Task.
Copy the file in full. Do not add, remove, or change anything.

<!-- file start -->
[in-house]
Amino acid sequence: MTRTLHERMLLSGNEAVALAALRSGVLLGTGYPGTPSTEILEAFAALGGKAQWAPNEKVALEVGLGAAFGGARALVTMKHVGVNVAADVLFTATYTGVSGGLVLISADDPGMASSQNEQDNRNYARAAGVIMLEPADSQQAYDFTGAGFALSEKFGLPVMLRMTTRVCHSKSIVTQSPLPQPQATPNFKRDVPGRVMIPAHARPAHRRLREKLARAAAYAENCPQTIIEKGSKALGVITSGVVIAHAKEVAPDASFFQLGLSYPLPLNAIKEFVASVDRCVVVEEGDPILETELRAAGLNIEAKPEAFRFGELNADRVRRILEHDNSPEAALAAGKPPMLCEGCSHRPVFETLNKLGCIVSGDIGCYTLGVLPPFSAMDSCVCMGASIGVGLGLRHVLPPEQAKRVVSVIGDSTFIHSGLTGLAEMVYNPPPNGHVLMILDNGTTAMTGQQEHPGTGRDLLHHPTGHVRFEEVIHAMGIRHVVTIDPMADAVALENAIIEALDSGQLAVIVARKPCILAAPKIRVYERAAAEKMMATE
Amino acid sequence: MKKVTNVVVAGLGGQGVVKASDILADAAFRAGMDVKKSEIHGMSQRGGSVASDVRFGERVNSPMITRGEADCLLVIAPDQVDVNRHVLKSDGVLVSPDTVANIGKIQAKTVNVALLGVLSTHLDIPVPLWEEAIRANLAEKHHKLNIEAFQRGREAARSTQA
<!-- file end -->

[in-house]
Amino acid sequence: MTRTLHERMLLSGNEAVALAALRSGVLLGTGYPGTPSTEILEAFAALGGKAQWAPNEKVALEVGLGAAFGGARALVTMKHVGVNVAADVLFTATYTGVSGGLVLISADDPGMASSQNEQDNRNYARAAGVIMLEPADSQQAYDFTGAGFALSEKFGLPVMLRMTTRVCHSKSIVTQSPLPQPQATPNFKRDVPGRVMIPAHARPAHRRLREKLARAAAYAENCPQTIIEKGSKALGVITSGVVIAHAKEVAPDASFFQLGLSYPLPLNAIKEFVASVDRCVVVEEGDPILETELRAAGLNIEAKPEAFRFGELNADRVRRILEHDNSPEAALAAGKPPMLCEGCSHRPVFETLNKLGCIVSGDIGCYTLGVLPPFSAMDSCVCMGASIGVGLGLRHVLPPEQAKRVVSVIGDSTFIHSGLTGLAEMVYNPPPNGHVLMILDNGTTAMTGQQEHPGTGRDLLHHPTGHVRFEEVIHAMGIRHVVTIDPMADAVALENAIIEALDSGQLAVIVARKPCILAAPKIRVYERAAAEKMMATE
Amino acid sequence: MKKVTNVVVAGLGGQGVVKASDILADAAFRAGMDVKKSEIHGMSQRGGSVASDVRFGERVNSPMITRGEADCLLVIAPDQVDVNRHVLKSDGVLVSPDTVANIGKIQAKTVNVALLGVLSTHLDIPVPLWEEAIRANLAEKHHKLNIEAFQRGREAARSTQA